Cold sores are sometimes called fever blisters. The small blisters cluster on and around your lips. They are caused by a contagious virus called herpes simplex virus (HSV).3
There are just two types of HSV: type 1 and type 2:3
About 600,000 people in the United States develop an infection with type 1 herpes.2 It infects more than half of the population by the time they reach their 20s.5
About 90 percent of the United States population is also exposed to HSV-1 by the time they are 70 years old.2
In other words: Cold sores are common. But they can still be uncomfortable and painful.
Cold sores can be embarrassing since they develop on the face. They occur in stages:
Cold sores look like small blisters that are filled with fluid. They appear on and/or around your lips. They are usually clustered together.3
After the blisters pop, a scab will form. This scab can last a few days. Therefore, cold sores usually take about two to three weeks to heal.3
Cold sores are the product of the herpes simplex virus type 1. The herpes simplex virus is twofold. Type 1 affects the mouth area, while type 2 affects only the genitals.
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Cold sore outbreaks can recur. Recurrences can be triggered by a number of factors. These include:3
There are also a few factors that may increase your risk of developing cold sores:3
Cold sores do not discriminate. Anyone can contract them at any stage in life.
Some common signs and symptoms of a cold sore include:3
While not all the symptoms of cold sores are dangerous, they can be uncomfortable and affect confidence.
Cold sores are different from canker sores, which are also common.
Canker sores, sometimes known as aphthous ulcers, are small and shallow lesions. They develop on the soft tissues in your mouth.1
Canker sores typically develop on the inside of the lips or at the base of the gums. They do not surface on the lips, unlike cold sores.1
Cold sores and canker sores also look different. Canker sores are round or oval and have a white or yellowish center with a red border.1 Cold sores are small blisters that often appear in clusters.
Canker sores can develop for a variety of reasons:1, 6
Similar to cold sores, there are some risk factors for developing canker sores:1
Canker sores can be painful, just like cold sores. They can make eating, drinking, and talking difficult. Certain foods and beverages also cause them to sting.1
The symptoms of canker sores are similar to those of cold sores:
Unlike cold sores, canker sores do not burst, ooze, crust over, or scab.1
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Most canker sores go away on their own. While some may last longer than others, canker sores tend to go away within a few days to a week or two. If your canker sore lasts longer, call your doctor to make sure it’s actually a canker sore.1
Major canker sores can take up to six weeks to heal. They can also leave serious scarring.1
Unusually large canker sores, canker sores that are extremely painful, and canker sores that do not heal within two weeks may be a sign of another health issue.1 More serious health conditions like STIs or even leukoplakia or oral cancer lesions can look like canker sores.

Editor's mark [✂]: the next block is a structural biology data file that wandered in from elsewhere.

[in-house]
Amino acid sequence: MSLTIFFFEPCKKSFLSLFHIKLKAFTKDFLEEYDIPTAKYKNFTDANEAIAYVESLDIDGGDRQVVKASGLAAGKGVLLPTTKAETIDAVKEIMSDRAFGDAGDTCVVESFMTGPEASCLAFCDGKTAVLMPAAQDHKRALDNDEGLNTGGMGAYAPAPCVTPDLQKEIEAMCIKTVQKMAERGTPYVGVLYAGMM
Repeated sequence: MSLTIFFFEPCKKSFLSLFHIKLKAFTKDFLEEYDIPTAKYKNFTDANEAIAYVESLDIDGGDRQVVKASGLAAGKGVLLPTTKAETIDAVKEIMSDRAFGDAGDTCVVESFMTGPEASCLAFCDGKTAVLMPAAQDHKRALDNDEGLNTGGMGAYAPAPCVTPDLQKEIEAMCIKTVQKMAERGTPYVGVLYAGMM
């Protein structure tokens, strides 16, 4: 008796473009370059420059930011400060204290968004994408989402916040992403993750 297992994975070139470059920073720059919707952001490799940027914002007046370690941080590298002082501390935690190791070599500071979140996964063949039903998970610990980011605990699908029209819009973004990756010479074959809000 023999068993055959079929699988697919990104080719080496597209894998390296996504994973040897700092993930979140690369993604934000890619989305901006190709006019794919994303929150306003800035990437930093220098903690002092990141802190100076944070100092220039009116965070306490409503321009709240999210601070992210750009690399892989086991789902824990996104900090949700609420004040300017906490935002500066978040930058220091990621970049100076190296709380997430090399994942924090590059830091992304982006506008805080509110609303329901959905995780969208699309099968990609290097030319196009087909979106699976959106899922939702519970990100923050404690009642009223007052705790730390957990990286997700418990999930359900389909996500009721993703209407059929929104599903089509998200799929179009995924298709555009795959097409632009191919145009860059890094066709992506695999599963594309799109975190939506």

Canker sores are not contagious. To prevent them, you should maintain a healthy diet, keep up with oral hygiene, and minimize stress.6
Yes, cold sores are very contagious. Cold sores are contagious even if you cannot physically see the sores.2
In fact, about 80 percent of HSV-1 cold sore infections have little to no signs or symptoms.2
Cold sores can spread from person to person via close contact. For example, kissing and sharing drinks can spread them.2
You can also spread type 2 herpes simplex, genital herpes, through oral sex.2
Visit your doctor if you get cold sores frequently or have intense outbreaks. You should also reach out to your doctor if your cold sores don't heal within two weeks.
Unfortunately, there are no cures for cold sores. However, your doctor can prescribe medications and recommend home remedies to reduce discomfort.
While you cannot cure the herpes simplex virus type 1 (or type 2), you can make outbreaks more manageable. Some treatment options for cold sores include:3, 4
To prevent cold sores, don’t come into close contact with anyone who exhibits symptoms. Also, don’t kiss or share drinks with someone who shows signs of a cold sore. 3
You should avoid sharing all items that touch your mouth.3
Don’t engage in unprotected oral sex with someone who shows signs of the herpes simplex virus. While you can't always see the signs, you can always use protection.
You should also do your best to stay healthy. A weakened immune system will be more susceptible to viral infections like the cold sore virus.3
The above medications, like cold sore creams, can help you treat cold sores to better manage outbreaks.
Cold sores are incurable. And over half the population lives with them.
However, cold sores are a common and easily manageable viral infection. Talk to your doctor about treatment options.
“Canker Sore.” Mayo Clinic, Mayo Foundation for Medical Education and Research, 3 Apr. 2018.
Charles Patrick Davis, MD. “Are Cold Sores (Fever Blisters, HSV) Contagious? Treatment.” RxList, RxList, 12 Jan. 2021.
“Cold Sore.” Mayo Clinic, Mayo Foundation for Medical Education and Research, 17 June 2020.
“Cold sores.” Cedars.
“Cold Sores.” MedlinePlus, U.S. National Library of Medicine, 29 Sept. 2020.